Skip to main content

Retrospective batch analysis to evaluate the diagnostic accuracy of a clinically deployed AI algorithm for the detection of acute pulmonary embolism on CTPA



To generate and extend the evidence on the clinical validity of an artificial intelligence (AI) algorithm to detect acute pulmonary embolism (PE) on CT pulmonary angiography (CTPA) of patients suspected of PE and to evaluate the possibility of reducing the risk of missed findings in clinical practice with AI-assisted reporting.


Consecutive CTPA scan data of 3316 patients referred because of suspected PE between 24-2-2018 and 31-12-2020 were retrospectively analysed by a CE-certified and FDA-approved AI algorithm. The output of the AI was compared with the attending radiologists’ report. To define the reference standard, discordant findings were independently evaluated by two readers. In case of disagreement, an experienced cardiothoracic radiologist adjudicated.


According to the reference standard, PE was present in 717 patients (21.6%). PE was missed by the AI in 23 patients, while the attending radiologist missed 60 PE. The AI detected 2 false positives and the attending radiologist 9. The sensitivity for the detection of PE by the AI algorithm was significantly higher compared to the radiology report (96.8% vs. 91.6%, p < 0.001). Specificity of the AI was also significantly higher (99.9% vs. 99.7%, p = 0.035). NPV and PPV of the AI were also significantly higher than the radiology report.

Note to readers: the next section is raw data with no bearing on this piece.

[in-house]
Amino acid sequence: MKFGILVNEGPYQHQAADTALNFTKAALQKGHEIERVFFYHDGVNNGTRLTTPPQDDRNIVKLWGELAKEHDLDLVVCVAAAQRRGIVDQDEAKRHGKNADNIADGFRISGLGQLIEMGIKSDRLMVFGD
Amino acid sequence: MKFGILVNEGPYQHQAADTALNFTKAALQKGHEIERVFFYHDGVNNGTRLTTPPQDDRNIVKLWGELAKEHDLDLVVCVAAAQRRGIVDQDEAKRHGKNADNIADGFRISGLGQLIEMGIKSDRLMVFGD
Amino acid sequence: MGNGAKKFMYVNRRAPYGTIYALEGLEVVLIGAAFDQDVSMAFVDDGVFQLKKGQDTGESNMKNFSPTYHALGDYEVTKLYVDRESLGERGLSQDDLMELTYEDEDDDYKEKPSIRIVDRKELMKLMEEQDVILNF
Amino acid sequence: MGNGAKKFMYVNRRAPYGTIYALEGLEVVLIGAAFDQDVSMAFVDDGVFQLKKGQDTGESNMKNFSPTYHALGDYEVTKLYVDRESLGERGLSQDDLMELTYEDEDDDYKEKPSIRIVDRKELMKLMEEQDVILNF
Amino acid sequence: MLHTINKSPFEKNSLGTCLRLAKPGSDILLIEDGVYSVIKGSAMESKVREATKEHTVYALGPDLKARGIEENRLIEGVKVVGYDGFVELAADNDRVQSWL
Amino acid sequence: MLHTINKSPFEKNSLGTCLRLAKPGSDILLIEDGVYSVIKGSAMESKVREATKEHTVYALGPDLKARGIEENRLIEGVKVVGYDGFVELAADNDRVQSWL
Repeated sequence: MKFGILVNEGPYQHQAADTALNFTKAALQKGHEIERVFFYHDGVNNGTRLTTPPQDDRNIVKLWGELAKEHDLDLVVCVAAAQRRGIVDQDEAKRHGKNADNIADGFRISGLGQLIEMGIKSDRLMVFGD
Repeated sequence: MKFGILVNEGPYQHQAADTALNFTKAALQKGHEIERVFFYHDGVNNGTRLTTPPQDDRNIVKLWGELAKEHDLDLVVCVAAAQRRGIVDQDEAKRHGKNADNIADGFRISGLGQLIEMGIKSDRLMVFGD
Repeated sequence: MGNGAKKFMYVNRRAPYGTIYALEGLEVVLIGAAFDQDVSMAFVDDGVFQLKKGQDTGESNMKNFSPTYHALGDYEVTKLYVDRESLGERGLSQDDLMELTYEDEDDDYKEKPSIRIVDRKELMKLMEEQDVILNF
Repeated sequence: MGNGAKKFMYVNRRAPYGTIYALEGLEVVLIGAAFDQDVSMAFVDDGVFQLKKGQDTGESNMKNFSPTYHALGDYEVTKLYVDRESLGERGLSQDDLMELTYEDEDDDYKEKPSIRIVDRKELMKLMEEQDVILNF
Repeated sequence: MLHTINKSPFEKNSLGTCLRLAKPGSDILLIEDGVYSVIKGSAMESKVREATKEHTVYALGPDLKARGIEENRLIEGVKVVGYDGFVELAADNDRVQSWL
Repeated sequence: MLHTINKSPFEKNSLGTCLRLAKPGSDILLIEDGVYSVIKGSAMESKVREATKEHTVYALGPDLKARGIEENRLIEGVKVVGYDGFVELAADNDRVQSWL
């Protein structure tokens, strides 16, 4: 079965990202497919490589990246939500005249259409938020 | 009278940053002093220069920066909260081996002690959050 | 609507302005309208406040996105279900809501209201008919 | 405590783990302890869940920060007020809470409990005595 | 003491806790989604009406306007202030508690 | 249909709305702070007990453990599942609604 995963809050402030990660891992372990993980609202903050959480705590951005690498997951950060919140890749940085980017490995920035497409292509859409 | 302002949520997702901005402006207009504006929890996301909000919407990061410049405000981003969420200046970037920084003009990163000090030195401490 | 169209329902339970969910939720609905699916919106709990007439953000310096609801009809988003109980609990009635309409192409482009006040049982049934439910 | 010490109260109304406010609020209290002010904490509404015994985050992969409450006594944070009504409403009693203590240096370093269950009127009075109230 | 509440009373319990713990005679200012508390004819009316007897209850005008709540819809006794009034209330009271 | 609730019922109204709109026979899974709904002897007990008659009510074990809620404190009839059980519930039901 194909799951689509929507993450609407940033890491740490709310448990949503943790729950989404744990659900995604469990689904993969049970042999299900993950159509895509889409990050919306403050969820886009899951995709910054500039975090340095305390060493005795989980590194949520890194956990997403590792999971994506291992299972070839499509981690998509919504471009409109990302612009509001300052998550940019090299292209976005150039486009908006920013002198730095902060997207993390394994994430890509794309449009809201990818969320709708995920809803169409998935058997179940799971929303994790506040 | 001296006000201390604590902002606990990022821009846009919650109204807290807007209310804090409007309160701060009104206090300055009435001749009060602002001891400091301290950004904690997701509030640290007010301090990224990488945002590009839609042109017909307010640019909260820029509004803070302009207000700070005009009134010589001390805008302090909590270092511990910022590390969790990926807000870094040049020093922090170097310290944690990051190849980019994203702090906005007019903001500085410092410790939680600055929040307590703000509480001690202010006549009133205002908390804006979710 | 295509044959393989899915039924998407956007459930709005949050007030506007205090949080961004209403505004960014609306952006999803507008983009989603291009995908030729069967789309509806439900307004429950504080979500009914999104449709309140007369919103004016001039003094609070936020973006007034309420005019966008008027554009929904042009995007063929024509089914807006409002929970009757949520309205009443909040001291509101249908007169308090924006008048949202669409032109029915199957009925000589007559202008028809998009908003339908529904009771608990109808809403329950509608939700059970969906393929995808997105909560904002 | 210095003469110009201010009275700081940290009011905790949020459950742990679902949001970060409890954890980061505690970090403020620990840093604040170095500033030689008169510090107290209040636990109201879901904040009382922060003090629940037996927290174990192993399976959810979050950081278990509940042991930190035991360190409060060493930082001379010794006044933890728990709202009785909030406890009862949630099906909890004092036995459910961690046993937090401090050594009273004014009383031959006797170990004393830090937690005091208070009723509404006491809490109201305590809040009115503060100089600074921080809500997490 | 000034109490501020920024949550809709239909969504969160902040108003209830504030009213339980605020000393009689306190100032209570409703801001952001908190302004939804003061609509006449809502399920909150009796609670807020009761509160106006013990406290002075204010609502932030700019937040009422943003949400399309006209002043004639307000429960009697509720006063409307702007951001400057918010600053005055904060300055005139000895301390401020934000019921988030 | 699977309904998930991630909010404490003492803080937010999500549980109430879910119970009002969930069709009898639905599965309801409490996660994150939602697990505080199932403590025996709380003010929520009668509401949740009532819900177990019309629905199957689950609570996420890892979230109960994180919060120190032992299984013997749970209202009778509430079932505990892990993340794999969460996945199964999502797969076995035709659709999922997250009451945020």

The AI algorithm showed a significantly higher diagnostic accuracy for the detection of PE on CTPA compared to the report of the attending radiologist. This finding indicates that missed positive findings could be prevented with the implementation of AI-assisted reporting in daily clinical practice.

Critical relevance statement

Missed positive findings on CTPA of patients suspected of pulmonary embolism can be prevented with the implementation of AI-assisted care.

Key points

  • The AI algorithm showed excellent diagnostic accuracy detecting PE on CTPA.

  • Accuracy of the AI was significantly higher compared to the attending radiologist.

  • Highest diagnostic accuracy can likely be achieved by radiologists supported by AI.

  • Our results indicate that implementation of AI-assisted reporting could reduce the number of missed positive findings.

Graphical abstract